4. I got my exhaust manifold resurfaced so I thought I'd make a video of the removal process. Let me know if it's good or sh#t. I'm no mechanic or expert in RB's (or any motors), I just use google and use my mechanical mind... Tutorial was done on my 1998 R34 GTT RB25Det Neo (Hypergear Highflow turbo with stock exhaust manifold).
  5. Guide : RB26 Inlet manifold removal Hi. So after finding not too many detailed guides on removing the inlet manifold, some with missing pictures, I decided to have a go at it myself my way and do a guide as I went. This is not an easy job, however it is not impossible. Tools you will need will be various 3 inch, 6 inch 3/8" and 1/4" extension bars, Swivel and Telescopic ratchet, 10mm, 12mm socket. Stubby 10mm and 12mm spanners and stubby ratchet, and Uni-jointed 12mm socket, also long nose pliers of various sizes and angles. Screwdrivers flathead and phillips various. 1. Remove Igniter, Boost Solenoid, Washer Bottle, Fusebox Cover 2. Remove 2 x Fuel hoses, feed/return that are at the underside of the manifold, one goes to a regulator under the manifold, these will leak so you will need some sort of rubber caps to put over them to stop the leakage 3. Unbolt the fuel filter and swing it out of the way. 4. There will be 3 bolts holding the fuel pressure damper and hard-pipes (Pic in Step 2) on the underside of the inlet manifold. You can now remove the 2 little smal hoses that link these to the fuel rail. These are often on very tight and may need to be cut and replaced. You can now remove these hardpipes from under the manifold. Picture below of how the piece looks 5. There will be a large wiring corrugated conduit near the area of these fuel hardpipes that were removed. This is held on by a large plastic holder. Use a flathead screwdriver to unclip the conduit from this holder and lower the conduit. There will also be a cable tie holding a wiring conduit to a bunch of hoses and other things, this cable tie can be unclipped without cutting it 6. The conduit clip in step 5 is attached to a metal holder which is bolted to the inlet manifold. Feel around to see where the bolt is as it's quite difficult to get an idea of it's position, you will feel a "hook" like metal piece here too. Both this hook and the bracket for the conduit clip is held on by the same bolt. As you remove it, note it's orientation so you can put them back in the same way. Picture below shows the orientation, 7. Drain oil and remove oil filter 8. Now it's time to begin unbolting the ISCV from the manifold, this is a big aluminium block bolted to the underside of the manifold. The block is held directly onto the manifold by Three bolts facing upwards, two of which are seen in the photo Below, the third one is at the other side, you will have to feel for it. Remove the bolts shown in the picture, aswell as the hidden bolt not shown in the picture. You will also now be able to remove the clindrical shaped solenoid below the ISCV held on by the bottom 2 bolts shown in picture, it's held on by a gasket that needs to be replaced later, and also has an electrical connector Also remove the cable tie shown in picture below 9. At the rearmost part of the underside of the inlet manifold closer to the firewall there is 2 large hoses that slide onto ports on the manifold, remove the clamps for these using long-nose pliers or whatever method you can and slip the hoses off. There is also a brown plug, unplug it. 10. At the back of the inlet manifold, at the top there will be 2 large rubber hoses connected to hardpipes, remove these rubber hoses from the hardpipes 11. The hardpipes in above photo lead down under the manifold, to a metal coupler that holds them together and to the inlet manifold. You can see this coupler if you peer down the gap between the manifold runners. These hardpipes need to be unbolted either from the inlet manifold, or from the other bracket that holds them to the rest of the hosing assembly to allow the manifold to come out either with this entire pipe together, or without it. Option A - Remove inlet manifold with hardpipes attached. Remove bolt highlighted in yellow. This option is preferred if you can get to this bolt. Option B - Remove inlet manifold without hardpipes attached. Remove bolt that normally will be found in hole circled in red. If you chose this option this bolt will be a very difficult one to get to, requires stubby 1/4" ratchet and socket. You will also need to unbolt these hardpipes from the ISCV via flange held to ISCV by 2 bolts, there is a gasket here too (Highlighted Green) 12. Remove fuel rail and injectors 13. Remove throttle level assembly 14. Remove the large pressure hose from the front of the inlet manifold, loosen both clamps on it to allow the maximum movement. This one is very stubborn and prying to with a screwdriver aswell as spraying WD40 deep inside helps make it loose. You need to pull from the bottom right section of the hose, and pull upward and slightly diagonally. 15. Remove inlet manifold nuts. Here you risk losings washers. There is spring and flat washers. This is most likely to happen for the underside nuts. Here you can use a small magnet attached to a screwdriver, then contact the screwdriver to the stud just enough to pull the washers to your screwdriver/magnet combo. 16. Remove the vacuum hose hose and bracket that goes to the brake master assembly, this will give more clearance for the inlet manifold to slide out. 17. You can now slide the inlet manifold out.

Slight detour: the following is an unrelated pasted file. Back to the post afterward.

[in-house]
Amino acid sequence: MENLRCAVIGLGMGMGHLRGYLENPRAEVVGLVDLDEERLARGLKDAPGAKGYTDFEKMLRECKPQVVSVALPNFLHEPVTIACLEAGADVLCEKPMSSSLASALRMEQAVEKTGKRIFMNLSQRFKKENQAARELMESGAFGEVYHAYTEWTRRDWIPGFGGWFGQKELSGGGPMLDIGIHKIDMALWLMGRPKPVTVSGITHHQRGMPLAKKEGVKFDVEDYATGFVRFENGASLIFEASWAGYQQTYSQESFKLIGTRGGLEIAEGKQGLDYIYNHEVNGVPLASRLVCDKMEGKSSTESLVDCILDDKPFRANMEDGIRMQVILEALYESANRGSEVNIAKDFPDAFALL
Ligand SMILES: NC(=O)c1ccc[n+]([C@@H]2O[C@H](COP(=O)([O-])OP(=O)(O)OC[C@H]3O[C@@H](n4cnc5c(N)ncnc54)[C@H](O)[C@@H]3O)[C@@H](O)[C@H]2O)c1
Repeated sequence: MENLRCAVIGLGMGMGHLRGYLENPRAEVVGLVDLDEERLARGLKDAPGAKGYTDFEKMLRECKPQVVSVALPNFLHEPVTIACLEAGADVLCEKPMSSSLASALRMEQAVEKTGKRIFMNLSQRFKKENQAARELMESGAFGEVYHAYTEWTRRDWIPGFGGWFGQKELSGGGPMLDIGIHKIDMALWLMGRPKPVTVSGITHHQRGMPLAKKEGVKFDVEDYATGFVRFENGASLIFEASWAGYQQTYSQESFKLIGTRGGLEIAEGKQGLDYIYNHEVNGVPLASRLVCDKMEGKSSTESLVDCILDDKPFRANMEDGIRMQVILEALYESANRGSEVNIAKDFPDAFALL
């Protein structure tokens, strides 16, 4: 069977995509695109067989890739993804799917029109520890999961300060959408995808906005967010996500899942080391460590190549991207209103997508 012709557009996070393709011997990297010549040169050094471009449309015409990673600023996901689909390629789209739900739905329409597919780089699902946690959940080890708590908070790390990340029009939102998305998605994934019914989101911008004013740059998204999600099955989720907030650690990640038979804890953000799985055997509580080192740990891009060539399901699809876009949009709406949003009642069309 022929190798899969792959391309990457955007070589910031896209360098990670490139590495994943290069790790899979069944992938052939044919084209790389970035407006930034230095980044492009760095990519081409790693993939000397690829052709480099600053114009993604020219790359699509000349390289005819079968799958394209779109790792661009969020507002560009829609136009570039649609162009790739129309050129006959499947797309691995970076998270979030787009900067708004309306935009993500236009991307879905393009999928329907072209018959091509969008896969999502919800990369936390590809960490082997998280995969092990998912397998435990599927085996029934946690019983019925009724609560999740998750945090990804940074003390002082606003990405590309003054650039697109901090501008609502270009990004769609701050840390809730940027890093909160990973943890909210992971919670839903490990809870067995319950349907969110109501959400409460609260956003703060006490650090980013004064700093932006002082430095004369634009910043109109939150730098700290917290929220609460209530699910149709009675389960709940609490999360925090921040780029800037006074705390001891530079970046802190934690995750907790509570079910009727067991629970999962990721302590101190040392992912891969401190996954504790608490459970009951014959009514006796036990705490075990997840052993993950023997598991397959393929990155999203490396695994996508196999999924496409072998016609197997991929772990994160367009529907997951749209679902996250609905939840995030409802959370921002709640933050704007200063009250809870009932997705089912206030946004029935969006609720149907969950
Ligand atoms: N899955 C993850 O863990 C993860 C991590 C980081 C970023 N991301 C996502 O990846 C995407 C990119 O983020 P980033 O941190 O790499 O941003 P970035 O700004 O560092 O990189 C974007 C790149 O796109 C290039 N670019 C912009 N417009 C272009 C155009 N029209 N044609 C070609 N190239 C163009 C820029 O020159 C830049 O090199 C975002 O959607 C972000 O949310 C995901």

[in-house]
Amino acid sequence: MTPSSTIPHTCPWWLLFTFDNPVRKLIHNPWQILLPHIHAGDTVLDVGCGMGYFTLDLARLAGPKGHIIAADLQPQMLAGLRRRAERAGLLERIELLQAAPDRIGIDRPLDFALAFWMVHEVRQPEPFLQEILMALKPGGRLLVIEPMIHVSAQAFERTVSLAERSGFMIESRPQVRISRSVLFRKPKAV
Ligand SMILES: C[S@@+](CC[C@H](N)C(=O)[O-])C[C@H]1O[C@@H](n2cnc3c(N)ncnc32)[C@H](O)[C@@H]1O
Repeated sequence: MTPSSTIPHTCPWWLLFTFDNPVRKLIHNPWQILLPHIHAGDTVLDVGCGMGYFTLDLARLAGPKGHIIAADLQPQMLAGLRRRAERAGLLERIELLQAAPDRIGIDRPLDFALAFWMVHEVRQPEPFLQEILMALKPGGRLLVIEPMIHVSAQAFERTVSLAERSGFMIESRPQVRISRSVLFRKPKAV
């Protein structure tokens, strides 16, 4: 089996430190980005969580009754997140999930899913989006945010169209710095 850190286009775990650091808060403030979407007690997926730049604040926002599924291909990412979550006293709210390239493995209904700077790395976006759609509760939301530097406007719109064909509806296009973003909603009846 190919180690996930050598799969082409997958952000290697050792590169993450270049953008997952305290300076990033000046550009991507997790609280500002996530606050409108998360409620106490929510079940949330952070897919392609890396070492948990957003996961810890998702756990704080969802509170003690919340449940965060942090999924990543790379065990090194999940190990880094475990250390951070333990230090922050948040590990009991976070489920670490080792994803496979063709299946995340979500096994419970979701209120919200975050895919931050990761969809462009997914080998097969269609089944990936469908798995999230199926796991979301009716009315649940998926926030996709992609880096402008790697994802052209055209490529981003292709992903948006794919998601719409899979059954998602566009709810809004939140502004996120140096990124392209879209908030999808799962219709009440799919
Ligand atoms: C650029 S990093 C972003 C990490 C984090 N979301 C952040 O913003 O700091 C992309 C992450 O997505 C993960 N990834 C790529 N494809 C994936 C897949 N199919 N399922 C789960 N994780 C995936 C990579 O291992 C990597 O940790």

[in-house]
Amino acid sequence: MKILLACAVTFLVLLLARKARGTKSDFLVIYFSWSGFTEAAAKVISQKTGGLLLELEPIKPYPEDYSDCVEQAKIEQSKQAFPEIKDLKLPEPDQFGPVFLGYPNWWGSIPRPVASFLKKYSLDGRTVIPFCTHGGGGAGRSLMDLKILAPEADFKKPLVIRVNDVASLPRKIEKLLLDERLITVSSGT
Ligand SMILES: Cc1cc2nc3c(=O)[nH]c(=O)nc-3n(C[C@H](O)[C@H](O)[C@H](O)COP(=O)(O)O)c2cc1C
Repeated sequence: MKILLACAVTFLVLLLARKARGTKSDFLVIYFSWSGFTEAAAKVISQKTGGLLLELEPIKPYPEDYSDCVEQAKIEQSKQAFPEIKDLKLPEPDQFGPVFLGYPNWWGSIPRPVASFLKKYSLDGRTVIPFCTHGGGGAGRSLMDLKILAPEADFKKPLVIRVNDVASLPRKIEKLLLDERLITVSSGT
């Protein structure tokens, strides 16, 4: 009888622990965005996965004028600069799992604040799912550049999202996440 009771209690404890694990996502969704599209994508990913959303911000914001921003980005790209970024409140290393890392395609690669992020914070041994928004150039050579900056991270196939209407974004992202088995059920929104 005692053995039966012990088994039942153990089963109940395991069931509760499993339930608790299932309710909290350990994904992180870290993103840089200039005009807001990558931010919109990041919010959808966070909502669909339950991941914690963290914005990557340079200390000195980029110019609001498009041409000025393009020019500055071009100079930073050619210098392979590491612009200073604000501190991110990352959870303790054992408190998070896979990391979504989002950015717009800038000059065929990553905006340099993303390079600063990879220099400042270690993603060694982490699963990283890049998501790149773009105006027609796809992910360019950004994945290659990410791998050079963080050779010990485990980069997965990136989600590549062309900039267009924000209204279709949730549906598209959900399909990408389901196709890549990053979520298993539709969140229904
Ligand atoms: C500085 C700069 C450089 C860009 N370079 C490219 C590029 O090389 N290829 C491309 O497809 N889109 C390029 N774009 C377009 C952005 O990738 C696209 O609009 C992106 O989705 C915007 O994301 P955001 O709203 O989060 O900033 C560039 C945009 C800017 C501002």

6. Fellow SAUers, I am currently in the process of upgrading my brakes, and in doing so, i am using larger diameter rotors front and rear. My dilema is, in using a larger rotor on the rear, i need to remove the covering plate that sits behind the rear rotor. Can anyone tell me how to remove this? Do i need to remove the rear hub to get to it? Any help would be appreciated. Cheers, Damo.